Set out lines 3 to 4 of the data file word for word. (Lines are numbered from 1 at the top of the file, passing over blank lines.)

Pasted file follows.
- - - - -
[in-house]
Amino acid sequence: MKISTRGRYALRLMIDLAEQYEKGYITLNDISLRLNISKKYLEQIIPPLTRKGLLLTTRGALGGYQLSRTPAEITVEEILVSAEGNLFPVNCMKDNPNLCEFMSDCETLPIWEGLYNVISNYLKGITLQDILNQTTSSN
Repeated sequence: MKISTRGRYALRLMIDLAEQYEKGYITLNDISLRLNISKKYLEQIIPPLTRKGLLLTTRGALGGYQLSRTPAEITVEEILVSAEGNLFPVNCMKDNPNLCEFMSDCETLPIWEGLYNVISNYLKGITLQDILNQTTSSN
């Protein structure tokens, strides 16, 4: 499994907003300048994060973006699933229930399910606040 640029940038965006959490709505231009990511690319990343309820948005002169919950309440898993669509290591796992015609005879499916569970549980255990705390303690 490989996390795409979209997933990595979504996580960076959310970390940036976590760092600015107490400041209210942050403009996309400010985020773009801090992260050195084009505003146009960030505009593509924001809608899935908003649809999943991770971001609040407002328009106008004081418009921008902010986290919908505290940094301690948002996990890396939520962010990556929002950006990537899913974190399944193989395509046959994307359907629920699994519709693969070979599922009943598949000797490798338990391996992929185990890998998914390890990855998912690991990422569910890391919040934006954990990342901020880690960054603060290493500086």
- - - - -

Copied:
Repeated sequence: MKISTRGRYALRLMIDLAEQYEKGYITLNDISLRLNISKKYLEQIIPPLTRKGLLLTTRGALGGYQLSRTPAEITVEEILVSAEGNLFPVNCMKDNPNLCEFMSDCETLPIWEGLYNVISNYLKGITLQDILNQTTSSN
């Protein structure tokens, strides 16, 4: 499994907003300048994060973006699933229930399910606040 640029940038965006959490709505231009990511690319990343309820948005002169919950309440898993669509290591796992015609005879499916569970549980255990705390303690 490989996390795409979209997933990595979504996580960076959310970390940036976590760092600015107490400041209210942050403009996309400010985020773009801090992260050195084009505003146009960030505009593509924001809608899935908003649809999943991770971001609040407002328009106008004081418009921008902010986290919908505290940094301690948002996990890396939520962010990556929002950006990537899913974190399944193989395509046959994307359907629920699994519709693969070979599922009943598949000797490798338990391996992929185990890998998914390890990855998912690991990422569910890391919040934006954990990342901020880690960054603060290493500086």